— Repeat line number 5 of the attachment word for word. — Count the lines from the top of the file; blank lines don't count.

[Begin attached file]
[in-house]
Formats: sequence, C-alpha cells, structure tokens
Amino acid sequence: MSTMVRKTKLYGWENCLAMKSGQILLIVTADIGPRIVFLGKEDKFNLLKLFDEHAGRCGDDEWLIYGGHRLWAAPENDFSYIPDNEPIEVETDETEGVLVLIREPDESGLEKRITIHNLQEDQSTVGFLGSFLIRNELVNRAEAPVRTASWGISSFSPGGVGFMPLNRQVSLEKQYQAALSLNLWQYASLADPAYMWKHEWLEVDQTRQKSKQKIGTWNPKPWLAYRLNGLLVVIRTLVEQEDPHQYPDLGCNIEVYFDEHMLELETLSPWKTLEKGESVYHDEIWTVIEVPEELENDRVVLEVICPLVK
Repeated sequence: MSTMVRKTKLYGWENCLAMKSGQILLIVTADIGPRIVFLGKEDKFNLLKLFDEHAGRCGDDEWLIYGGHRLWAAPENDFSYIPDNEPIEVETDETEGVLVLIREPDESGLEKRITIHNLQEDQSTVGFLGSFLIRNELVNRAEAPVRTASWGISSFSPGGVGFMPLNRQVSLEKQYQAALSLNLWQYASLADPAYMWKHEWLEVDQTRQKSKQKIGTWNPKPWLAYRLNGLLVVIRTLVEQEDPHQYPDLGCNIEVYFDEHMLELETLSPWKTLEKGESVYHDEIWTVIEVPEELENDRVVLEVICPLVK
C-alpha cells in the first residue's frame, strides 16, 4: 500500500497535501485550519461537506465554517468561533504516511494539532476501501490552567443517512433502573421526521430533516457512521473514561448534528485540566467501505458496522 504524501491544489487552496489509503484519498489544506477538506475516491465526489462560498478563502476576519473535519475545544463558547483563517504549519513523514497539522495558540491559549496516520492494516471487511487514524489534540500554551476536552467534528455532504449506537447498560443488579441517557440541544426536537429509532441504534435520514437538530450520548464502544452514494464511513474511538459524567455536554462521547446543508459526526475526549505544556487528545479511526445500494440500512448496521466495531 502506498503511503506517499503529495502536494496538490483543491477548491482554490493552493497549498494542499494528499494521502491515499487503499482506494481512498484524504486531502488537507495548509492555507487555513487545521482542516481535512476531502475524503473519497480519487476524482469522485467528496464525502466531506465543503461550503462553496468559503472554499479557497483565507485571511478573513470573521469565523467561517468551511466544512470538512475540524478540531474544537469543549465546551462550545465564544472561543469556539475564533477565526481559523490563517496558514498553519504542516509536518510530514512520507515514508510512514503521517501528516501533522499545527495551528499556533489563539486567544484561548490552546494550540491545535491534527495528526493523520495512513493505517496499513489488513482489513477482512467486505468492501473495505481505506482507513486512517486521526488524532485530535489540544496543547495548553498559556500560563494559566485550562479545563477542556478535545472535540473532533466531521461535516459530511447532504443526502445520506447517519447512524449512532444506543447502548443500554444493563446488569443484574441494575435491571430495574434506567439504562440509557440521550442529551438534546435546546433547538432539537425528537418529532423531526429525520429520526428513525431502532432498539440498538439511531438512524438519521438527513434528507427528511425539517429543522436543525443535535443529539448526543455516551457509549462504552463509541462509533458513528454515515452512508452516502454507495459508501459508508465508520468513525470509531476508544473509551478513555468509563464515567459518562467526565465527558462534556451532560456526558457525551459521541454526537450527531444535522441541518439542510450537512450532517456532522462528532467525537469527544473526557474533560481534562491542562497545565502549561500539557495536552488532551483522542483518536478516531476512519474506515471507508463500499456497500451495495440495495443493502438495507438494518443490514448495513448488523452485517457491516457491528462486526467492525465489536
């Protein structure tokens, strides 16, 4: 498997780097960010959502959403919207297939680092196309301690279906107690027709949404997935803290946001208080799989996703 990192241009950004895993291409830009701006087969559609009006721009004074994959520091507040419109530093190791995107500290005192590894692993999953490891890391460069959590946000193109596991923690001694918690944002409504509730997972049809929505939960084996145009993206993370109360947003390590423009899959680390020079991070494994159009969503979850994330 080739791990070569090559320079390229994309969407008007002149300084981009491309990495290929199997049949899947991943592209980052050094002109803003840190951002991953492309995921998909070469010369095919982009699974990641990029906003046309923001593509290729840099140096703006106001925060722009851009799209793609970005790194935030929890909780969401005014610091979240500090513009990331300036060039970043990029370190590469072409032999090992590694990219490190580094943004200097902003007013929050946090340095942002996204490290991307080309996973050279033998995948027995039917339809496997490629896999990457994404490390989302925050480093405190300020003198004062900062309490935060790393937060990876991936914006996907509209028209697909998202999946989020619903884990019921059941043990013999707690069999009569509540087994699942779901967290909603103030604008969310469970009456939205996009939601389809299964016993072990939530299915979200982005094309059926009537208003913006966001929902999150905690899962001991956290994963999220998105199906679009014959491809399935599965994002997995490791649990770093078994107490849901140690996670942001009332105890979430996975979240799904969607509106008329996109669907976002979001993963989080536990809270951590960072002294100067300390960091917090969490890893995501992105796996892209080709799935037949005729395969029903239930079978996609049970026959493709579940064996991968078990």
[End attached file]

C-alpha cells in the first residue's frame, strides 16, 4: 500500500497535501485550519461537506465554517468561533504516511494539532476501501490552567443517512433502573421526521430533516457512521473514561448534528485540566467501505458496522 504524501491544489487552496489509503484519498489544506477538506475516491465526489462560498478563502476576519473535519475545544463558547483563517504549519513523514497539522495558540491559549496516520492494516471487511487514524489534540500554551476536552467534528455532504449506537447498560443488579441517557440541544426536537429509532441504534435520514437538530450520548464502544452514494464511513474511538459524567455536554462521547446543508459526526475526549505544556487528545479511526445500494440500512448496521466495531 502506498503511503506517499503529495502536494496538490483543491477548491482554490493552493497549498494542499494528499494521502491515499487503499482506494481512498484524504486531502488537507495548509492555507487555513487545521482542516481535512476531502475524503473519497480519487476524482469522485467528496464525502466531506465543503461550503462553496468559503472554499479557497483565507485571511478573513470573521469565523467561517468551511466544512470538512475540524478540531474544537469543549465546551462550545465564544472561543469556539475564533477565526481559523490563517496558514498553519504542516509536518510530514512520507515514508510512514503521517501528516501533522499545527495551528499556533489563539486567544484561548490552546494550540491545535491534527495528526493523520495512513493505517496499513489488513482489513477482512467486505468492501473495505481505506482507513486512517486521526488524532485530535489540544496543547495548553498559556500560563494559566485550562479545563477542556478535545472535540473532533466531521461535516459530511447532504443526502445520506447517519447512524449512532444506543447502548443500554444493563446488569443484574441494575435491571430495574434506567439504562440509557440521550442529551438534546435546546433547538432539537425528537418529532423531526429525520429520526428513525431502532432498539440498538439511531438512524438519521438527513434528507427528511425539517429543522436543525443535535443529539448526543455516551457509549462504552463509541462509533458513528454515515452512508452516502454507495459508501459508508465508520468513525470509531476508544473509551478513555468509563464515567459518562467526565465527558462534556451532560456526558457525551459521541454526537450527531444535522441541518439542510450537512450532517456532522462528532467525537469527544473526557474533560481534562491542562497545565502549561500539557495536552488532551483522542483518536478516531476512519474506515471507508463500499456497500451495495440495495443493502438495507438494518443490514448495513448488523452485517457491516457491528462486526467492525465489536